Can characteristics of a health care system mitigate ethnic bias in access to cardiovascular procedures? Experience from the Military Health Services System

J Am Coll Cardiol. 1997 Oct;30(4):901-7. doi: 10.1016/s0735-1097(97)00271-4.


Objectives: This study sought to investigate the independent effect of ethnicity on the utilization of invasive cardiac procedures after acute myocardial infarction (AMI).

Background: The precise role of ethnicity in access to cardiovascular procedures is unknown, particularly because of difficulty in isolating ethnicity from financial and other socioeconomic factors. We conducted a retrospective analysis of the use of cardiac catheterization and coronary revascularization procedures after AMI in military health care beneficiaries. The Military Health Services System (MHSS) ensures equal access to care in an environment without financial incentives for procedural utilization; furthermore, socioeconomic differences between patients beyond ethnicity are minimized.

Methods: Data were analyzed from the Civilian External Peer Review Program representing abstracted chart reviews from 125 military health care facilities worldwide for all patients (1,208 white; 233 nonwhite [155 black]) with the principal or secondary diagnosis of AMI from March to September 1993.

Results: Rates of cardiac catheterization were similar in white and nonwhite patients (34.8 vs. 39.1%, p = 0.21). After controlling for age, gender, cardiovascular risk factors and AMI variables, including infarct size and other risk markers, there were no differences in the use of this procedure during the AMI admission in comparisons of white versus nonwhite patients (estimated odds ratio [OR] 0.96, 95% confidence interval [CI] 0.69 to 1.34) and white versus black patients (OR 1.19, 95% CI 0.80 to 1.78). However, white patients were significantly more likely than nonwhite patients to be "considered" for future cardiac catheterization (OR 1.77, 95% CI 1.19 to 2.61). Coronary revascularization within 180 days was not significantly affected by race in white versus nonwhite (OR 0.90, 95% CI 0.59 to 1.39) and white versus black patients (OR 1.11, 95% CI 0.65 to 1.89). Outcomes (30- and 180-day mortality and readmission rates) were similar for all race groups.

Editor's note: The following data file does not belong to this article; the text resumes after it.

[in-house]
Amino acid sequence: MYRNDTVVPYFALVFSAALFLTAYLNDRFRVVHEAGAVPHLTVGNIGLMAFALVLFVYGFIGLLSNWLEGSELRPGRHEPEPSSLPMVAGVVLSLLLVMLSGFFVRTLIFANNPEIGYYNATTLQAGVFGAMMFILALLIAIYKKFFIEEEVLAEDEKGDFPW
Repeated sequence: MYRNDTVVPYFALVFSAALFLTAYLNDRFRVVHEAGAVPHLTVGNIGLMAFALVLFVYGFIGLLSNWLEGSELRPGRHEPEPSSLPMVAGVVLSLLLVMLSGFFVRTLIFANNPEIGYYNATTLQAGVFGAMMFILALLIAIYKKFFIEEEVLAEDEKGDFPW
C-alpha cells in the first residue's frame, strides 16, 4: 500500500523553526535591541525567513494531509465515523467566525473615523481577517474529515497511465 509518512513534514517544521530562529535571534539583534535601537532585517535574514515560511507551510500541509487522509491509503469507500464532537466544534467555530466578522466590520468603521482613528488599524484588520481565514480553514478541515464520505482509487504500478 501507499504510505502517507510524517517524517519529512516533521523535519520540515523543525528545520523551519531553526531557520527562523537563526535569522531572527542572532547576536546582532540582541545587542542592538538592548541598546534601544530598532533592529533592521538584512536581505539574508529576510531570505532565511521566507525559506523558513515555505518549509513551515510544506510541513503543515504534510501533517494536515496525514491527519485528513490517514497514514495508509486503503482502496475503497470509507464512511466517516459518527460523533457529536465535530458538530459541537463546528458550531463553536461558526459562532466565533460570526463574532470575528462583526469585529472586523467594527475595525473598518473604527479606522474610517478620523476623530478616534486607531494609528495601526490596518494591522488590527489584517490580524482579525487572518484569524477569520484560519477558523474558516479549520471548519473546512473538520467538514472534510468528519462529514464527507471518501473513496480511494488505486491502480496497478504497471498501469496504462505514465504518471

Conclusions: There is a limited relation between ethnicity and the use of invasive cardiac procedures in the MHSS. These data raise the promise that characteristics of a health care system can mitigate ethnic bias in medicine.

Publication types

  • Comparative Study

MeSH terms

  • African Americans*
  • Aged
  • Cardiac Catheterization / statistics & numerical data*
  • European Continental Ancestry Group*
  • Female
  • Health Services Accessibility / organization & administration*
  • Hospitals, Military / organization & administration*
  • Hospitals, Military / statistics & numerical data
  • Humans
  • Male
  • Middle Aged
  • Myocardial Infarction / diagnosis
  • Myocardial Infarction / ethnology*
  • Myocardial Infarction / therapy*
  • Myocardial Revascularization / statistics & numerical data*
  • Odds Ratio
  • Prejudice
  • Retrospective Studies
  • Risk Factors
  • Treatment Outcome
  • United States